Beyond their minimalist, painterly quality, at first glance these photographs of small birds caught in mist nets might induce a certain degree of panic in the viewer. As photographer Todd Forsgren puts it, “the captured creatures appear embarrassed, fearful, angry and vulnerable.” It’s necessary to emphasize that no birds were harmed in the process of creating the series Ornithological Photographs. Todd portrayed the birds during the decisive moment in which they were caught as part of scientific studies and ornithological research — after the scientists collected sufficient data the birds were released into the wild.
From a young age Todd went birdwatching with his parents and with enthusiasm read John James Audubon’s Birds of America and Roger Tory Peterson’s Field Guide to the Birds of Eastern and Central North America — the former famed for his colourful illustrations of birds, the latter produced more pragmatic field-guide images. Only later did Todd realise that this was his earliest memory of looking at art, and the inspiration for this book and series. Ornithological Photographs marks the intersection between the artist’s longstanding interest in birds, his studies of biology and art history.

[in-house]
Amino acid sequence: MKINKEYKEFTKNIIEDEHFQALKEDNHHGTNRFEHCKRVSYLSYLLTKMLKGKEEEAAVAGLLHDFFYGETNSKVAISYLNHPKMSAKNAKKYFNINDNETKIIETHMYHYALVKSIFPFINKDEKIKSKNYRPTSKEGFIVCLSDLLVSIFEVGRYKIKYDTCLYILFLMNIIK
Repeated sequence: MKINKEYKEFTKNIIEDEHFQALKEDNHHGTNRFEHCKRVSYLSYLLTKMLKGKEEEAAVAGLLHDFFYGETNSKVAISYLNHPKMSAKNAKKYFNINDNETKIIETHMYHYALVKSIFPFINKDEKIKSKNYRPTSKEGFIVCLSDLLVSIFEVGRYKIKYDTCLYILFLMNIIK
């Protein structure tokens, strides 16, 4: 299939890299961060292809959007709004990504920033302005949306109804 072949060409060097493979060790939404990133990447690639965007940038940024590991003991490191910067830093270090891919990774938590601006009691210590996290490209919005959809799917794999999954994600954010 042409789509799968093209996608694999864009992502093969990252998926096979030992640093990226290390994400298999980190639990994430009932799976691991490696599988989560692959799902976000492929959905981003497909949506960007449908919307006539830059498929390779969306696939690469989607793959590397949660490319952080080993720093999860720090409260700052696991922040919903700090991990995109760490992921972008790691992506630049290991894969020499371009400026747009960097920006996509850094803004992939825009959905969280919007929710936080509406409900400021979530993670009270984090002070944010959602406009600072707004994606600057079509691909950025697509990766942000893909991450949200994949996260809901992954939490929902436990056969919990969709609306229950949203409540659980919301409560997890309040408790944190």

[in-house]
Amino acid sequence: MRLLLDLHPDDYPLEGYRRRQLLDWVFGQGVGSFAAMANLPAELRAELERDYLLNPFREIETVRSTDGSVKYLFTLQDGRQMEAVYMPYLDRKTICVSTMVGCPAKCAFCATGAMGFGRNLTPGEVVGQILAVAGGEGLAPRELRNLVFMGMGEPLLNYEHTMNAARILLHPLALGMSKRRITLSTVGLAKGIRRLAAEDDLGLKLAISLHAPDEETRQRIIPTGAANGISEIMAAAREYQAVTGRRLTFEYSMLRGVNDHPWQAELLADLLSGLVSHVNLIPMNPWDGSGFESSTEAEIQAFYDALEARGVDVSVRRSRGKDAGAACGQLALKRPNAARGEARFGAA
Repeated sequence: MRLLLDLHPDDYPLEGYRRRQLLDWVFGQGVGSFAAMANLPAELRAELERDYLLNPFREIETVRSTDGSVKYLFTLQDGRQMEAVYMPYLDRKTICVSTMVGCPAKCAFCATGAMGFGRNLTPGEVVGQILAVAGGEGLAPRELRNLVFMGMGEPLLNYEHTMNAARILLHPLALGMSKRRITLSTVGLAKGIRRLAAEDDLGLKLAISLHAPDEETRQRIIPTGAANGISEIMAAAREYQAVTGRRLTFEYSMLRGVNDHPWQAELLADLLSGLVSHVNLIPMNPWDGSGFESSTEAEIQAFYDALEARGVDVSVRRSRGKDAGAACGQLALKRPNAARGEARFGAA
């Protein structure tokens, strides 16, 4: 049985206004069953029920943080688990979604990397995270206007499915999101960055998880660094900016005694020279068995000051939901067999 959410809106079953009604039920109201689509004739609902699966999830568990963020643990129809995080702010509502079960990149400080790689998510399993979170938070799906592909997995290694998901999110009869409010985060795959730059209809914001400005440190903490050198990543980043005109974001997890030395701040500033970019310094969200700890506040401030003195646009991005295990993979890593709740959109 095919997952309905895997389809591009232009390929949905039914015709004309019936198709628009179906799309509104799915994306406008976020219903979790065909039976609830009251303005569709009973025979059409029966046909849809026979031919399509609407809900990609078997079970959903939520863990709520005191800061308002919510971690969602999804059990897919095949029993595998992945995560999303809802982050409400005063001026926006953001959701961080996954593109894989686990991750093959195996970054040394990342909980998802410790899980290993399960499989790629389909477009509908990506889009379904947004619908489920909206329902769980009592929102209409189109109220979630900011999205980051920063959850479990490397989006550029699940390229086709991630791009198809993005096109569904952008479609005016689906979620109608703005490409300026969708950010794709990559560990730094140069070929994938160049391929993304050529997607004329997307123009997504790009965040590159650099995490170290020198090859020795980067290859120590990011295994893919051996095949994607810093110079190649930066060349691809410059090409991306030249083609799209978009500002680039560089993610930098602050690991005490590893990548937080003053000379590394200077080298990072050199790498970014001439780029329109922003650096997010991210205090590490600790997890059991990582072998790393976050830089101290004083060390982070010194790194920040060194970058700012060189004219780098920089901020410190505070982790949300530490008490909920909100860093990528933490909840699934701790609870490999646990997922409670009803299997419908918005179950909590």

Depicted in Todd’s photographs is the transitory moment during which the birds are neither in the wild nor in captivity. The scientists weigh and measure the fragile creatures and record data that might provide an insight into bird populations and the local ecology.
To capture these fleeting moments Todd set up impromptu studios in the forests where research was undertaken. He would place a white cloth in the background and work quickly, setting up his studio and photographing the birds all in well under 15 minutes. In an essay commissioned for the book entitled “Snaring the Viewer,” art historian Susan Wegner writes “Only an artist trained as a biologist could have put these birds before our eyes in this way. Forsgren understands the scientists’ methods and tools, earning their trust to work his art within the structure of their study”.
While the photographer acknowledges that viewers may find these pictures unsettling, it is his intention to increase awareness of the importance of gaining scientific data that can be used to make critical decisions about wildlife conservation. With this knowledge we can turn our focus instead to the fragile beauty of these empathetic portraits of birds, and stride to “be the change” that will ensure these creatures will be around for generations to come.
Ornithological Photographs by Todd Forsgren, published by Daylight Books, October 2015.
All images © Todd Forsgren
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